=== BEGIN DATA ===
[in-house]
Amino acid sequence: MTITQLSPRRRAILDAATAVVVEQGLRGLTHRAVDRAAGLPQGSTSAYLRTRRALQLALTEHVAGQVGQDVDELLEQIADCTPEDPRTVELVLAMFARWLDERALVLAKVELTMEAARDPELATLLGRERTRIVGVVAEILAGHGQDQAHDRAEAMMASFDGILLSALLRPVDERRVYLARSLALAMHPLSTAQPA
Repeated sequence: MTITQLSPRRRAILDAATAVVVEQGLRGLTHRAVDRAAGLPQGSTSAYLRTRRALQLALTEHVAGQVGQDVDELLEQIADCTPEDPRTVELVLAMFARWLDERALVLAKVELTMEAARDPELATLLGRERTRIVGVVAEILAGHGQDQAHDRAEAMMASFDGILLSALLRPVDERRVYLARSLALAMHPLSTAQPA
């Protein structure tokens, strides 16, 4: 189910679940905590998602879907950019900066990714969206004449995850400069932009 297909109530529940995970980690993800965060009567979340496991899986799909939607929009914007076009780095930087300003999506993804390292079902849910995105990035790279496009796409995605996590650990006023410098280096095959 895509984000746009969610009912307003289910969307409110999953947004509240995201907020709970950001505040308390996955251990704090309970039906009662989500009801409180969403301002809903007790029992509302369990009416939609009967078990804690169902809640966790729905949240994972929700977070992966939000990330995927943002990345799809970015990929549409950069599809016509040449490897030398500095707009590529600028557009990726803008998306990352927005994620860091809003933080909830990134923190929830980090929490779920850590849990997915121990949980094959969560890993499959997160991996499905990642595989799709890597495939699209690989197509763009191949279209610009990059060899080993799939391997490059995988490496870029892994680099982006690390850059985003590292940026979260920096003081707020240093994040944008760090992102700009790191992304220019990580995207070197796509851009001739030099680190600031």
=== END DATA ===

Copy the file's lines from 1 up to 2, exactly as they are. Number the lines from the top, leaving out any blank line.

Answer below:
[in-house]
Amino acid sequence: MTITQLSPRRRAILDAATAVVVEQGLRGLTHRAVDRAAGLPQGSTSAYLRTRRALQLALTEHVAGQVGQDVDELLEQIADCTPEDPRTVELVLAMFARWLDERALVLAKVELTMEAARDPELATLLGRERTRIVGVVAEILAGHGQDQAHDRAEAMMASFDGILLSALLRPVDERRVYLARSLALAMHPLSTAQPA